Information to help nursing homes monitor their quality of care has been available for some time through the Online Survey Certification and Reporting System (OSCAR) and the Minimum Data Set (MDS). The problem is that there is currently no system to help organize, store, and report on this information in a way that is beneficial to consumers.
OSCAR contains facility reported site and staff characteristics and health survey deficiencies, while the MDS includes resident specific information including functional limitations, medical problems, and emotional states. Despite this information helpful for policy oversight, quality improvement, and to consumers is limited.
Very little information outside of what goes into the Nursing Home Compare report card is stored and collected in electronic form, which means that a whole lot of information regarding quality of care, care process, and facility level outcomes are collected but kept locked away in a filing cabinet. Secondly, a majority of information concerning quality of care and care cost is located only at the facility level. The current system does not aggregate facility level data along with its associated costs into a consumable report. Currently real-time information pertaining to staffing, pricing, services, and monitoring can only be obtained by contacting the facility.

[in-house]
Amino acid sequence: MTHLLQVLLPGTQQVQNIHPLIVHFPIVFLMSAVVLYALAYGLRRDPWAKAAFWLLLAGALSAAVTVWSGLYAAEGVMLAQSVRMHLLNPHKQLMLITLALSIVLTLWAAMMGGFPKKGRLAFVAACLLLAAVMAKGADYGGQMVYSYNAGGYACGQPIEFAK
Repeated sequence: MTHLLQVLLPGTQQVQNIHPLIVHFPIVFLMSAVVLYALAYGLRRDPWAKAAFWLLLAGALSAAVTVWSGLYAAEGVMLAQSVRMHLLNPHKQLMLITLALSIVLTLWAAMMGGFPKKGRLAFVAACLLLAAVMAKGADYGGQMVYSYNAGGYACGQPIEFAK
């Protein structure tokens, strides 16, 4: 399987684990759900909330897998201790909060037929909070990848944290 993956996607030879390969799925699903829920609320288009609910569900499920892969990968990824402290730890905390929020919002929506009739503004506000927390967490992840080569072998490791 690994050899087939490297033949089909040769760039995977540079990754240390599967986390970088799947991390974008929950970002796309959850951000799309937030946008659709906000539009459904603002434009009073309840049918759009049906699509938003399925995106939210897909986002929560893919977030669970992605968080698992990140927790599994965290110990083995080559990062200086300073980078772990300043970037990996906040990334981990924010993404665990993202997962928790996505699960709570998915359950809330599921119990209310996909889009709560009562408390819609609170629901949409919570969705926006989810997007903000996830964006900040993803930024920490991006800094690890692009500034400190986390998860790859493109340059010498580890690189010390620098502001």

In most industries information about service and product quality are widely available. However in long-term care this information can be something of an enigma to consumers. The data and information are there and yet they are being underutilized. The current report card system gives consumers a small snapshot in time and is huge step in the right direction; however, this data can be out of date and remains disconnected from other information consumers need to make decisions (e.g. cost). Technological innovations are needed so that real time long-term care quality of care and other facility level data can be used to enhance consumer decision-making.
Source: Flores, C. Newcomer, R. 2009. Monitoring quality of care in residential care for the elderly: The information challenge. Journal of Aging and Social Policy 21:225-242.